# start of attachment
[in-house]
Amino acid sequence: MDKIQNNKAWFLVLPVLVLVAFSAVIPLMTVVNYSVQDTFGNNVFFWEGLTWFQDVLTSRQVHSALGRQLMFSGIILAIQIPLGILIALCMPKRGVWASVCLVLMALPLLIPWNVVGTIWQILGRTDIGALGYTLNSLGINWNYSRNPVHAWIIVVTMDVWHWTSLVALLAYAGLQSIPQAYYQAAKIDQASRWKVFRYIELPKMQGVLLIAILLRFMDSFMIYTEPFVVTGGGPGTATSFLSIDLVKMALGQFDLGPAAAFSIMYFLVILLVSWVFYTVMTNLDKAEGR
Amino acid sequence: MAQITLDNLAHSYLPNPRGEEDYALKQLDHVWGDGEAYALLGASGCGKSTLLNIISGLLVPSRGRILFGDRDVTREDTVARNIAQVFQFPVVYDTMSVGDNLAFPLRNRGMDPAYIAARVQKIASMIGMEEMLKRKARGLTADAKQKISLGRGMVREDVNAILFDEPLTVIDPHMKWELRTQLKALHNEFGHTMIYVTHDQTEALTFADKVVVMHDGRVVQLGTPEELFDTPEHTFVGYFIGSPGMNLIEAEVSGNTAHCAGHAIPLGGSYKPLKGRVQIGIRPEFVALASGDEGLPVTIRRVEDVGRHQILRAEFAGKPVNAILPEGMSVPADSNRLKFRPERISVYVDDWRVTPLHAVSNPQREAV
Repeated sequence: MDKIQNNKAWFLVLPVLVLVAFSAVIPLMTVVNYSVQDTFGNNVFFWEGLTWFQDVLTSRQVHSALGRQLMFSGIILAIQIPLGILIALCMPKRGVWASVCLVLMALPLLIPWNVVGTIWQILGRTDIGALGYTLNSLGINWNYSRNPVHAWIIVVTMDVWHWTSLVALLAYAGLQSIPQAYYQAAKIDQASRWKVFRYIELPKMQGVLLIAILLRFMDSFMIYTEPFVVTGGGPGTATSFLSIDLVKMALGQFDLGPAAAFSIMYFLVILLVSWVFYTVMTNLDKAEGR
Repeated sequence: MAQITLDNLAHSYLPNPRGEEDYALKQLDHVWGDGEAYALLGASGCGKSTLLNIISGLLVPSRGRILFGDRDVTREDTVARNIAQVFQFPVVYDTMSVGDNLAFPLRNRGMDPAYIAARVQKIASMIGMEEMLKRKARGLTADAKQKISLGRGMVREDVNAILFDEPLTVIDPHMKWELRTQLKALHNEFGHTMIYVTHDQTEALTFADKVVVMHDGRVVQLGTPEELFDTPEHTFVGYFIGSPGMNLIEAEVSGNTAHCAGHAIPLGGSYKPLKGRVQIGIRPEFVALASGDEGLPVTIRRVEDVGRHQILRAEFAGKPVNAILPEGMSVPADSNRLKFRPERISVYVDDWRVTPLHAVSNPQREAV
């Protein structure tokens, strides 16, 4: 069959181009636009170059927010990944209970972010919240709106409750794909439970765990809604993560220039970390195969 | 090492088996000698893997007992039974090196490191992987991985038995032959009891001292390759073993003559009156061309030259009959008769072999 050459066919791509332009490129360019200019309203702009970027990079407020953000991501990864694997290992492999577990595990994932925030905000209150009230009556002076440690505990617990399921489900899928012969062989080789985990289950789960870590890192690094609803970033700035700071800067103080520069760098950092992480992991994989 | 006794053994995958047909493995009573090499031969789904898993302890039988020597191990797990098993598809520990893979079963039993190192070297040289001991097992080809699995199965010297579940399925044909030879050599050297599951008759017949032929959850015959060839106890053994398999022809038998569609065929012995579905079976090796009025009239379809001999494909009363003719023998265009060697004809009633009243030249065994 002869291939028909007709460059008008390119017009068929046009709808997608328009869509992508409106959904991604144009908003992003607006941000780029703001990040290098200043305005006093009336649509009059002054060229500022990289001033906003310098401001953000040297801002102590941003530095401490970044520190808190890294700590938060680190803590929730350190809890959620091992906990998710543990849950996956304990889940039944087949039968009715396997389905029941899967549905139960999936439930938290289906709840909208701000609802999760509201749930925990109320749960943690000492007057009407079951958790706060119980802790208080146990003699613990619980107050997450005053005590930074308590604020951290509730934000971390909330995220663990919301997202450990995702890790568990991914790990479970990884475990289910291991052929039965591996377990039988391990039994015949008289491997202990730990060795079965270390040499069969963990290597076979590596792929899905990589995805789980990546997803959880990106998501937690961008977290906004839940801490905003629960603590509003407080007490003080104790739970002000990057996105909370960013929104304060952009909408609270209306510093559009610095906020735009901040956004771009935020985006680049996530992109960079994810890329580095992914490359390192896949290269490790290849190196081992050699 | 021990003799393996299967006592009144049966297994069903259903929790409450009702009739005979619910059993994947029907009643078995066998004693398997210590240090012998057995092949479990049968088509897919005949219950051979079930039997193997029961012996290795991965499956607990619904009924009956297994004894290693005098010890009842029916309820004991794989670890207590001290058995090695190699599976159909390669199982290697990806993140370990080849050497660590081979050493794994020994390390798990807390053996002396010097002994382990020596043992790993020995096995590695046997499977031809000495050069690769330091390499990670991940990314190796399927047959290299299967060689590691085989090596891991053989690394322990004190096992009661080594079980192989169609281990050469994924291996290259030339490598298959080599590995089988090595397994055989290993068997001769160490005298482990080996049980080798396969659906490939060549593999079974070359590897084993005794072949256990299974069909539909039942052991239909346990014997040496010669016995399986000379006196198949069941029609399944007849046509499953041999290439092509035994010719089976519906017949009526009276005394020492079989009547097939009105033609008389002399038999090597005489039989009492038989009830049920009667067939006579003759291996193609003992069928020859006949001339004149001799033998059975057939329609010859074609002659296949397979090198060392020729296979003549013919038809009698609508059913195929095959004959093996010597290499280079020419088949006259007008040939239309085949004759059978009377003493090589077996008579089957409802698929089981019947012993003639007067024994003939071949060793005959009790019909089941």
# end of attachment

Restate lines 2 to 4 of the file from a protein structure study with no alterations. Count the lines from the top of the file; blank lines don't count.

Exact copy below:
Amino acid sequence: MDKIQNNKAWFLVLPVLVLVAFSAVIPLMTVVNYSVQDTFGNNVFFWEGLTWFQDVLTSRQVHSALGRQLMFSGIILAIQIPLGILIALCMPKRGVWASVCLVLMALPLLIPWNVVGTIWQILGRTDIGALGYTLNSLGINWNYSRNPVHAWIIVVTMDVWHWTSLVALLAYAGLQSIPQAYYQAAKIDQASRWKVFRYIELPKMQGVLLIAILLRFMDSFMIYTEPFVVTGGGPGTATSFLSIDLVKMALGQFDLGPAAAFSIMYFLVILLVSWVFYTVMTNLDKAEGR
Amino acid sequence: MAQITLDNLAHSYLPNPRGEEDYALKQLDHVWGDGEAYALLGASGCGKSTLLNIISGLLVPSRGRILFGDRDVTREDTVARNIAQVFQFPVVYDTMSVGDNLAFPLRNRGMDPAYIAARVQKIASMIGMEEMLKRKARGLTADAKQKISLGRGMVREDVNAILFDEPLTVIDPHMKWELRTQLKALHNEFGHTMIYVTHDQTEALTFADKVVVMHDGRVVQLGTPEELFDTPEHTFVGYFIGSPGMNLIEAEVSGNTAHCAGHAIPLGGSYKPLKGRVQIGIRPEFVALASGDEGLPVTIRRVEDVGRHQILRAEFAGKPVNAILPEGMSVPADSNRLKFRPERISVYVDDWRVTPLHAVSNPQREAV
Repeated sequence: MDKIQNNKAWFLVLPVLVLVAFSAVIPLMTVVNYSVQDTFGNNVFFWEGLTWFQDVLTSRQVHSALGRQLMFSGIILAIQIPLGILIALCMPKRGVWASVCLVLMALPLLIPWNVVGTIWQILGRTDIGALGYTLNSLGINWNYSRNPVHAWIIVVTMDVWHWTSLVALLAYAGLQSIPQAYYQAAKIDQASRWKVFRYIELPKMQGVLLIAILLRFMDSFMIYTEPFVVTGGGPGTATSFLSIDLVKMALGQFDLGPAAAFSIMYFLVILLVSWVFYTVMTNLDKAEGR